American Academy of Neurology Annual Meeting

American Academy of Neurology Annual Meeting

Source:

Acosta J. Stroke disparities across racial and other minorities: Results from the “All of Us” research program. Presented at: American Academy of Neurology Annual Meeting; April 17-22, 2021 (virtual meeting).


Disclosures: Acosta reports no relevant financial disclosures.
April 22, 2021
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Minority groups experience disproportionate stroke burden

Source:

Acosta J. Stroke disparities across racial and other minorities: Results from the “All of Us” research program. Presented at: American Academy of Neurology Annual Meeting; April 17-22, 2021 (virtual meeting).


Disclosures: Acosta reports no relevant financial disclosures.
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Stroke burden varied by racial/ethnic groups, with higher adjusted prevalence and incidence among Black participants compared with white participants, according to findings from a cross-sectional study of more than 230,000 patients.

Researchers presented results from the All of Us research program, a novel population study from the NIH, at the American Academy of Neurology annual meeting, which is being held virtually.

Acosta and colleagues found that stroke burden varied by racial/ethnic groups. Source: Adobe Stock

“Several minority groups defined by factors other than race or ethnicity also have higher burden of stroke, including people older than 75 years, persons with physical disability and those with low income or without access to health insurance,” Julián N. Acosta, MD, a postdoctoral research fellow in the laboratory of Guido J. Falcone, MD, ScD, MPH, in the department of neurology at the Yale School of Medicine, said during his presentation.

Acosta and colleagues conducted a cross-sectional study using data from the NIH’s All of Us Research Program, which plans to compile health data from 1 million Americans. In the present analysis, participants over 18 years old who agreed to provide biological samples and electronic health record data completed several baseline surveys on demographics and medical history.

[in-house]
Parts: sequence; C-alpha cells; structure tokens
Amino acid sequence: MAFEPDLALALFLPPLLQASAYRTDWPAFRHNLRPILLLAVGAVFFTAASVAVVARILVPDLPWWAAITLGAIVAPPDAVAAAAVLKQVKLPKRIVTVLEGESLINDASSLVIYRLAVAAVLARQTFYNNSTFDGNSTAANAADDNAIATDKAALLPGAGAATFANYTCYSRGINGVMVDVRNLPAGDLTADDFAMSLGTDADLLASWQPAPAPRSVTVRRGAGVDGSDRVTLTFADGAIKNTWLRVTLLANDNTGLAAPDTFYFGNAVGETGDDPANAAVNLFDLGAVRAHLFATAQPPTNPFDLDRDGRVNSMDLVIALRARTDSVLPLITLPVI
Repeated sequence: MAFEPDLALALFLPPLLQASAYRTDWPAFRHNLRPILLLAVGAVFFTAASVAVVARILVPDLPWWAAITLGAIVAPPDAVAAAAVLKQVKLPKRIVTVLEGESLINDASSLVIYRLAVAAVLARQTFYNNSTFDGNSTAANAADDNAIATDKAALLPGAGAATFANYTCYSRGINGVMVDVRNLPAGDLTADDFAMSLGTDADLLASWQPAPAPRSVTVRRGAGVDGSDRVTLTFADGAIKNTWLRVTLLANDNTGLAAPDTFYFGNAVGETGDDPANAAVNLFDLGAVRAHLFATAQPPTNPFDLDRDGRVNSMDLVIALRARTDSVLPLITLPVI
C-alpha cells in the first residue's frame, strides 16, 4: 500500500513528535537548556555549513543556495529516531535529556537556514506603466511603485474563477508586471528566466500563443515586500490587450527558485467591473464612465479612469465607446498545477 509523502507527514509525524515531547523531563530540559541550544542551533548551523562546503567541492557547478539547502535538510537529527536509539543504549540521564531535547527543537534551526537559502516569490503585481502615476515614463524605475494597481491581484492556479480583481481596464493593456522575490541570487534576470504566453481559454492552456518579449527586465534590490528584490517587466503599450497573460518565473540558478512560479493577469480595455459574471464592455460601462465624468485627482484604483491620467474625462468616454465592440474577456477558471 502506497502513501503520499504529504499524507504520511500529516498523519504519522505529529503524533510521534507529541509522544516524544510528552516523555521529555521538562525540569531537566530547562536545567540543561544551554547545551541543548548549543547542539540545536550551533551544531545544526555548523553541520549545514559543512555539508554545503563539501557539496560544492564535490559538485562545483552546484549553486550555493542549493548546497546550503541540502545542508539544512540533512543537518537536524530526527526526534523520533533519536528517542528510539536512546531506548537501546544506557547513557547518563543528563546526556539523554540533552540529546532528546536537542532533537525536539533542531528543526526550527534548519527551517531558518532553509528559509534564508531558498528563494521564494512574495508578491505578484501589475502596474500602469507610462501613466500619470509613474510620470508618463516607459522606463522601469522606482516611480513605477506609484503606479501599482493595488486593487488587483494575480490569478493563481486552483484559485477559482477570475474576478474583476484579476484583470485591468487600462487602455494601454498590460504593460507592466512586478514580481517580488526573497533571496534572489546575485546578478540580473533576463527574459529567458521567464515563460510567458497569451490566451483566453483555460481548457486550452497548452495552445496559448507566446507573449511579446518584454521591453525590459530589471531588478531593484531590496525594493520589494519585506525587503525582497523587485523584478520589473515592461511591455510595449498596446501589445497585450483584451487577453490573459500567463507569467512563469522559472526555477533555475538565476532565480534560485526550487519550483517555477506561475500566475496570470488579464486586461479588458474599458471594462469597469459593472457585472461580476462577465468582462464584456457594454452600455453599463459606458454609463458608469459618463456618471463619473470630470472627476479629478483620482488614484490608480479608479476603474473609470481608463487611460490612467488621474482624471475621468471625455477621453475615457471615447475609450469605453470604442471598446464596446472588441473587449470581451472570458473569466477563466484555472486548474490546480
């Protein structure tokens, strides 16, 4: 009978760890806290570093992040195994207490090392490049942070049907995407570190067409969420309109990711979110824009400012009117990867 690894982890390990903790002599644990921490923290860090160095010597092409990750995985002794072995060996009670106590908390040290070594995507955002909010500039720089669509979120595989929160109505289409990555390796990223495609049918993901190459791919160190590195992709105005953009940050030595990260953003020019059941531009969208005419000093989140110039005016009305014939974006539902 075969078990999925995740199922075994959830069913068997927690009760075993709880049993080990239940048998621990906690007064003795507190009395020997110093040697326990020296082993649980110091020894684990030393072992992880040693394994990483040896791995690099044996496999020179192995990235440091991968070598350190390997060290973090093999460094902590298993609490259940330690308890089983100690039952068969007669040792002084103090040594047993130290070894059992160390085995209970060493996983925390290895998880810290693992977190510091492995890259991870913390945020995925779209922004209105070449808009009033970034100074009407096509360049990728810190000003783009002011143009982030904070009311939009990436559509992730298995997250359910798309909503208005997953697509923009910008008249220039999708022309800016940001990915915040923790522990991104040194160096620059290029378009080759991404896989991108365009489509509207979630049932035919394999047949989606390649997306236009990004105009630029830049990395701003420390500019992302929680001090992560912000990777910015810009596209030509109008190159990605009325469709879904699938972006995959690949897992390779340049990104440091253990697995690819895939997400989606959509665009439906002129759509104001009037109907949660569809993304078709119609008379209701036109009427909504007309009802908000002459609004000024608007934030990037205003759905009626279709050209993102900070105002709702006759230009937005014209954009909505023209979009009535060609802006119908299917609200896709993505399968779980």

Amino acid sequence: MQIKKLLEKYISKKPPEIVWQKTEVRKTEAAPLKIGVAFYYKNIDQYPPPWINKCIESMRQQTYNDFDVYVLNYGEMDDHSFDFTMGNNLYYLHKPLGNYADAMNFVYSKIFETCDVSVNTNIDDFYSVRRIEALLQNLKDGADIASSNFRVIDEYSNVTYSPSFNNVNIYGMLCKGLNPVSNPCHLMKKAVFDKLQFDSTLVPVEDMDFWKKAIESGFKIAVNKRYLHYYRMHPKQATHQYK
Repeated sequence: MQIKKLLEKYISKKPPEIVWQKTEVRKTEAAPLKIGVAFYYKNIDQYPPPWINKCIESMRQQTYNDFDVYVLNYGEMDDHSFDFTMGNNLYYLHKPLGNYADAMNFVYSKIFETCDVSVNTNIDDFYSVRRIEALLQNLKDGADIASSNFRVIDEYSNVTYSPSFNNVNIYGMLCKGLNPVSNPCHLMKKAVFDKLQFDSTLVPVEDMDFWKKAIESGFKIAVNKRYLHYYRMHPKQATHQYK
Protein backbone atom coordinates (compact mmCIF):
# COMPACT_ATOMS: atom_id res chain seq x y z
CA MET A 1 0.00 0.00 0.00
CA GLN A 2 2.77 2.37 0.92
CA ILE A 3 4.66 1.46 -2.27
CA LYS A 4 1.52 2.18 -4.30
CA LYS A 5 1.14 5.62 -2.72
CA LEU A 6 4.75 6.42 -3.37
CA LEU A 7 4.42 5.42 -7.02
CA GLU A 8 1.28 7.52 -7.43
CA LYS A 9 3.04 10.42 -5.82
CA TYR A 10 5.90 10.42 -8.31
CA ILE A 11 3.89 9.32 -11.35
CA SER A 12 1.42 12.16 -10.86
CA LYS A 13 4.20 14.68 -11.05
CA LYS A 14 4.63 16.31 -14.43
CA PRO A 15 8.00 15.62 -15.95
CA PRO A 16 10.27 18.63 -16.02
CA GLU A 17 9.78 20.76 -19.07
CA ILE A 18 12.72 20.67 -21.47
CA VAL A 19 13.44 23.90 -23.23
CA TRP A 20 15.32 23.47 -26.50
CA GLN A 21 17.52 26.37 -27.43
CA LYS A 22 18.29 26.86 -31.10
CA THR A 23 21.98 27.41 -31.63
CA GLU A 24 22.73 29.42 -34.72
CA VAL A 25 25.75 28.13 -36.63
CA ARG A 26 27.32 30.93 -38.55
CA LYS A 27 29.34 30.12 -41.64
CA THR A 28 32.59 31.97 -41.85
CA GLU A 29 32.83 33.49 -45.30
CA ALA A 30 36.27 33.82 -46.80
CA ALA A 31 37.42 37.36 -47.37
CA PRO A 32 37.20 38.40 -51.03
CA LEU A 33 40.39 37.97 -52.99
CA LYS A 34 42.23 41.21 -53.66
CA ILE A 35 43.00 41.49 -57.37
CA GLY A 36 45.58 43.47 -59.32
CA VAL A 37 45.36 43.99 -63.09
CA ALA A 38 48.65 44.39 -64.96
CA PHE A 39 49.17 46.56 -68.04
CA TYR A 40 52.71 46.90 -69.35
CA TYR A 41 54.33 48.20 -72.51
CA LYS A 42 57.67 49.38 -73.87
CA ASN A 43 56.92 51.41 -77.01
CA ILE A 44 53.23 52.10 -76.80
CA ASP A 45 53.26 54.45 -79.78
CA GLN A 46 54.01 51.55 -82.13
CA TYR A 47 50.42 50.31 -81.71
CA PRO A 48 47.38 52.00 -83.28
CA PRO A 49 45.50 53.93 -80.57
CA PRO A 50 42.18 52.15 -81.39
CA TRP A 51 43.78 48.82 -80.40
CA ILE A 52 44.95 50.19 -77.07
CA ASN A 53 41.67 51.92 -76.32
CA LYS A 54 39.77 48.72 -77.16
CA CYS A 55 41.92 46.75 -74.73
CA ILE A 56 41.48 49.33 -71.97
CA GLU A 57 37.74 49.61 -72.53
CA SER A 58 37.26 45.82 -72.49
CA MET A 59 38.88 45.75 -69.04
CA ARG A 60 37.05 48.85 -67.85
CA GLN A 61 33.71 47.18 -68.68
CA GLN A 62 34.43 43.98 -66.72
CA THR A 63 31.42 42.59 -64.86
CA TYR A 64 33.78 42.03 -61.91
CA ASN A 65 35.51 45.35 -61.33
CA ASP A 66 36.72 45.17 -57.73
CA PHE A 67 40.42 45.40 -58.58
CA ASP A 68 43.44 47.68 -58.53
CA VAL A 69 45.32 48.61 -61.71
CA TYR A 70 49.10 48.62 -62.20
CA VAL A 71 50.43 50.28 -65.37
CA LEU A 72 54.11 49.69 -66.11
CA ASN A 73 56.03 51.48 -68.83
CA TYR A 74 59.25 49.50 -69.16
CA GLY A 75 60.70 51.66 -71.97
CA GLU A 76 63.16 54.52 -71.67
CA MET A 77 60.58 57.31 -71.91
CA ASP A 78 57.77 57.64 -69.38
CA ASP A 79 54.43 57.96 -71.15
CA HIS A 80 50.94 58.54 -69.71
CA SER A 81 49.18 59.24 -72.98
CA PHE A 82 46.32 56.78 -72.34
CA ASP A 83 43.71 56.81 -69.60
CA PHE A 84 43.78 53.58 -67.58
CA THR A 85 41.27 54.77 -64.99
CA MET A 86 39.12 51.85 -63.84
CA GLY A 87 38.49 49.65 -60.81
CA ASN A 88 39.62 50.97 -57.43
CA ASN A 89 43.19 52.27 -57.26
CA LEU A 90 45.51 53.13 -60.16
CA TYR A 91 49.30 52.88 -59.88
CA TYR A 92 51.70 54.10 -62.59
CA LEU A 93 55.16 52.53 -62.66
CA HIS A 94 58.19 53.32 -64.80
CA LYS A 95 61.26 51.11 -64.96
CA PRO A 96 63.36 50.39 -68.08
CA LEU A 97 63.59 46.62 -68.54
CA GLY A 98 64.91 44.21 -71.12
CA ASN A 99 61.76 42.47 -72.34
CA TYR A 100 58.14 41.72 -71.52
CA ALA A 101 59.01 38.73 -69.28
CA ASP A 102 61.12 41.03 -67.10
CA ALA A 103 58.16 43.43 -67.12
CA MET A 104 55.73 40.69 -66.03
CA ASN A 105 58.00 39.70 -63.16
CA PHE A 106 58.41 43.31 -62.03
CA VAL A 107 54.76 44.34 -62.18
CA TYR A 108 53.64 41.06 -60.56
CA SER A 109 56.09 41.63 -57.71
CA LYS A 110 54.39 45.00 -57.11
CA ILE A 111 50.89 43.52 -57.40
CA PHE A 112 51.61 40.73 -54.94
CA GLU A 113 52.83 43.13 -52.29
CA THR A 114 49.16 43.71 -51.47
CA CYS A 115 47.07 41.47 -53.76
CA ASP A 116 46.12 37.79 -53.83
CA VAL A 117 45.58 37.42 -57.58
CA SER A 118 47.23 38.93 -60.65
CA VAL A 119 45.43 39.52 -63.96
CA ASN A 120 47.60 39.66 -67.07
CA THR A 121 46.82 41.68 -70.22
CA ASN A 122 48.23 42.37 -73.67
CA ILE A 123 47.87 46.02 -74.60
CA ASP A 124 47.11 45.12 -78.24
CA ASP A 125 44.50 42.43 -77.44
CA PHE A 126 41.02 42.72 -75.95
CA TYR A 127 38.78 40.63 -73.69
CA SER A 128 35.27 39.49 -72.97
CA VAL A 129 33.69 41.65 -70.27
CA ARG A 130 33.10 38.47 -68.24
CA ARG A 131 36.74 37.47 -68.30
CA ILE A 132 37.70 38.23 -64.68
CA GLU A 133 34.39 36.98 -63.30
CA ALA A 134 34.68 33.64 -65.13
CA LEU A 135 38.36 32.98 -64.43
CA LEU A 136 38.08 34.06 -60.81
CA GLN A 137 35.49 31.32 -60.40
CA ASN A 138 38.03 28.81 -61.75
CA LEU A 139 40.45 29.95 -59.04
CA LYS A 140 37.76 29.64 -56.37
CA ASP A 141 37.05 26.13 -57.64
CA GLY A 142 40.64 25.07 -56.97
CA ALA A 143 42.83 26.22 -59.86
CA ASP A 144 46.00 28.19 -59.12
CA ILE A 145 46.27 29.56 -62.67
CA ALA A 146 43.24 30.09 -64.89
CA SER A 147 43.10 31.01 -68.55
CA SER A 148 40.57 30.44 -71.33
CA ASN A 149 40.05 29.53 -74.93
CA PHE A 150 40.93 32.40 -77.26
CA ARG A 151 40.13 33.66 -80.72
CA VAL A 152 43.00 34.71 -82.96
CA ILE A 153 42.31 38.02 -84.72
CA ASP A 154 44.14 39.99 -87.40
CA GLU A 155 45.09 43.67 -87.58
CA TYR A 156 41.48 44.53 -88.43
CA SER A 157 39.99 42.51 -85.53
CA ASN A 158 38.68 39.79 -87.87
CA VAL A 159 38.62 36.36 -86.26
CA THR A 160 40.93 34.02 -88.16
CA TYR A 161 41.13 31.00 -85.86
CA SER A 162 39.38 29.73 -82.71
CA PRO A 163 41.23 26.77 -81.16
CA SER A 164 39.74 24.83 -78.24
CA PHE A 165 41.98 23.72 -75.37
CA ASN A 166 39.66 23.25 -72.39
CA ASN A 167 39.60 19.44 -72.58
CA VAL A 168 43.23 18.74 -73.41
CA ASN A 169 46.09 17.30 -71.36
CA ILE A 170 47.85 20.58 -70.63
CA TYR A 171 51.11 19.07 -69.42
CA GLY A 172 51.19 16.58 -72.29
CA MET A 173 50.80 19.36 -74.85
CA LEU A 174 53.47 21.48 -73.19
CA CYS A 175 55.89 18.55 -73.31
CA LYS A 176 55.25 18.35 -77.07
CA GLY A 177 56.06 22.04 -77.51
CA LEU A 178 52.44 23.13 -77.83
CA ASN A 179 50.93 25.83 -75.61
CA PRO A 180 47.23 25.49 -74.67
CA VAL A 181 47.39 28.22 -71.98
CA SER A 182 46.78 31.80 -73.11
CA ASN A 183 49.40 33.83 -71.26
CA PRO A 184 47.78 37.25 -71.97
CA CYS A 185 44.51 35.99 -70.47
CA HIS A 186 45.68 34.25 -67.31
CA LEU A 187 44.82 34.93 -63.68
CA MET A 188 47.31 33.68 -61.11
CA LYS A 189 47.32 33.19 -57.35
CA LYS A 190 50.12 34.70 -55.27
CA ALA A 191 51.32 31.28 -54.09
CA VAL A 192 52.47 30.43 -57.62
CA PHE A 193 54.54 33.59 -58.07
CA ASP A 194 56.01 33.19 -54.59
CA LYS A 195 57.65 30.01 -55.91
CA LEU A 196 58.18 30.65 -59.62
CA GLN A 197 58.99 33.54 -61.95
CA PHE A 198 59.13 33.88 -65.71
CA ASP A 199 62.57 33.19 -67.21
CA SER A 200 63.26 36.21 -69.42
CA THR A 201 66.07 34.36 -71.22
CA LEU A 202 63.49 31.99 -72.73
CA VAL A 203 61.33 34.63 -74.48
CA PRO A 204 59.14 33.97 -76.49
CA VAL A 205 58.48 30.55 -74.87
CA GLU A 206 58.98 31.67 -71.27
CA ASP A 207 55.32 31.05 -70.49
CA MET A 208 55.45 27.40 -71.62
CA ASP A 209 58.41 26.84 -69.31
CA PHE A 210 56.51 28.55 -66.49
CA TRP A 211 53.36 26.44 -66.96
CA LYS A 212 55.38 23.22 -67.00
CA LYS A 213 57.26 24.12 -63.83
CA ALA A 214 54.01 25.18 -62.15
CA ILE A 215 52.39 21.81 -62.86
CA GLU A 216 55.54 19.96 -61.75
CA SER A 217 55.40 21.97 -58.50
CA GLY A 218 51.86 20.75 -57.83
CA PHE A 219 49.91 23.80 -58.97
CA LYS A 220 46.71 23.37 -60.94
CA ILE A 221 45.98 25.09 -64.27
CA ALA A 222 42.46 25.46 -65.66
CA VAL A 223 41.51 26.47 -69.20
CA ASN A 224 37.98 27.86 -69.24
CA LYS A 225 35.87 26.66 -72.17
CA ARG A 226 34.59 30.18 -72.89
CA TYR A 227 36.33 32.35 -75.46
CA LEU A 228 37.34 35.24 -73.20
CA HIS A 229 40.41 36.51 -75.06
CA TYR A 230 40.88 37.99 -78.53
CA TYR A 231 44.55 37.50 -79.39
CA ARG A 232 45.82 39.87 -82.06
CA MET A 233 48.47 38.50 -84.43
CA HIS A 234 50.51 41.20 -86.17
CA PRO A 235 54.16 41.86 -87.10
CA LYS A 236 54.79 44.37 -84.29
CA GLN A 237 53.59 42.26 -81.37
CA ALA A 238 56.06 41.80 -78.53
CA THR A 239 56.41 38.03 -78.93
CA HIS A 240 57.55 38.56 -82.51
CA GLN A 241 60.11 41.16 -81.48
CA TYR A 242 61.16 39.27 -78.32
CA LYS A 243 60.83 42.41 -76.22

The cohort Acosta and colleagues analyzed using unadjusted prevalence ratios and logistic regression modeling included 230,577 participants, including 43,370 Black participants, 42,396 Hispanic participants, 23,618 participants who are older, 22,893 who are disabled, 43,468 who are uninsured, 77,431 with a low income and 28,084 of a sexual or gender minority.

When looking at the effect modification by sex at birth, Acosta said there were “a few interesting points” to be made, including the fact that males accounted for a higher stroke rate across most of the race and ethnic groups, but this was not the case for Black participants.

“In this case, Black women have a higher stroke prevalence than Black men,” he said. “Another interesting point from this paper is that even though male participants had similar stroke prevalence or gross income, this was not the case for female participants. Female participants with low income have higher stroke prevalence than those with higher income.”

Among all participants, 2.5% had experienced strokes at the time of enrollment. Overall, Acosta and colleagues found that stroke prevalence was significantly higher among Black people, older individuals, those who are disabled and those with low income (all P < .05). In addition, in exploratory time-to-event analyses, the researchers found that stroke incidence was significantly higher among Black and Hispanic participants (P < .001).

“The All of Us Research Program provides an invaluable resource for scientists advancing research among minorities,” Acosta said.